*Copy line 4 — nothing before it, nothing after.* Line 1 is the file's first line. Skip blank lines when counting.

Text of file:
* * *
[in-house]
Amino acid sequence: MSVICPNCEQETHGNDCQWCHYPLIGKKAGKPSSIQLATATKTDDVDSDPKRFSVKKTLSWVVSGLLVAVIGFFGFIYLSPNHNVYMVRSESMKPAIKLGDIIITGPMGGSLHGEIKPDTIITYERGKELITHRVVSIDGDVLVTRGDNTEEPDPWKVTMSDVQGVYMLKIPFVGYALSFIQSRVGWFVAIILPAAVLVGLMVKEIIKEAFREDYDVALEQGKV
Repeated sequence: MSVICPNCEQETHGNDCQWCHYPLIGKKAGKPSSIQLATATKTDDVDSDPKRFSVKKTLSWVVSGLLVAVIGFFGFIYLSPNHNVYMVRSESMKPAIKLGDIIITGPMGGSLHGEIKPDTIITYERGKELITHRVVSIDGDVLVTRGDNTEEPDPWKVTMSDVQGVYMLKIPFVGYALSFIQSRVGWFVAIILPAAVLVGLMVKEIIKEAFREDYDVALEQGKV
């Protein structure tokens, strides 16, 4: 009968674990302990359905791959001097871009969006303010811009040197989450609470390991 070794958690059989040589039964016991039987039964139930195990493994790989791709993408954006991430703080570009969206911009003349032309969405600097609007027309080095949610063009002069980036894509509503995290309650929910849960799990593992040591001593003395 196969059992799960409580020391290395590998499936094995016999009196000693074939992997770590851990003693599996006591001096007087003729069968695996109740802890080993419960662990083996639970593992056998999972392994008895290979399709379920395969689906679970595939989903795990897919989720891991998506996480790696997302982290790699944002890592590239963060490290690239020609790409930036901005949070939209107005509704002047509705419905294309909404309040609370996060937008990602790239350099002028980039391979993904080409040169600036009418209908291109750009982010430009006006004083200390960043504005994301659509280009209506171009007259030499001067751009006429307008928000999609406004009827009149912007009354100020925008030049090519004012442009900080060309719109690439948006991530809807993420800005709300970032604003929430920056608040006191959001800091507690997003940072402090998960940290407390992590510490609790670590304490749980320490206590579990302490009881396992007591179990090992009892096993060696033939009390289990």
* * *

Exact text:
């Protein structure tokens, strides 16, 4: 009968674990302990359905791959001097871009969006303010811009040197989450609470390991 070794958690059989040589039964016991039987039964139930195990493994790989791709993408954006991430703080570009969206911009003349032309969405600097609007027309080095949610063009002069980036894509509503995290309650929910849960799990593992040591001593003395 196969059992799960409580020391290395590998499936094995016999009196000693074939992997770590851990003693599996006591001096007087003729069968695996109740802890080993419960662990083996639970593992056998999972392994008895290979399709379920395969689906679970595939989903795990897919989720891991998506996480790696997302982290790699944002890592590239963060490290690239020609790409930036901005949070939209107005509704002047509705419905294309909404309040609370996060937008990602790239350099002028980039391979993904080409040169600036009418209908291109750009982010430009006006004083200390960043504005994301659509280009209506171009007259030499001067751009006429307008928000999609406004009827009149912007009354100020925008030049090519004012442009900080060309719109690439948006991530809807993420800005709300970032604003929430920056608040006191959001800091507690997003940072402090998960940290407390992590510490609790670590304490749980320490206590579990302490009881396992007591179990090992009892096993060696033939009390289990």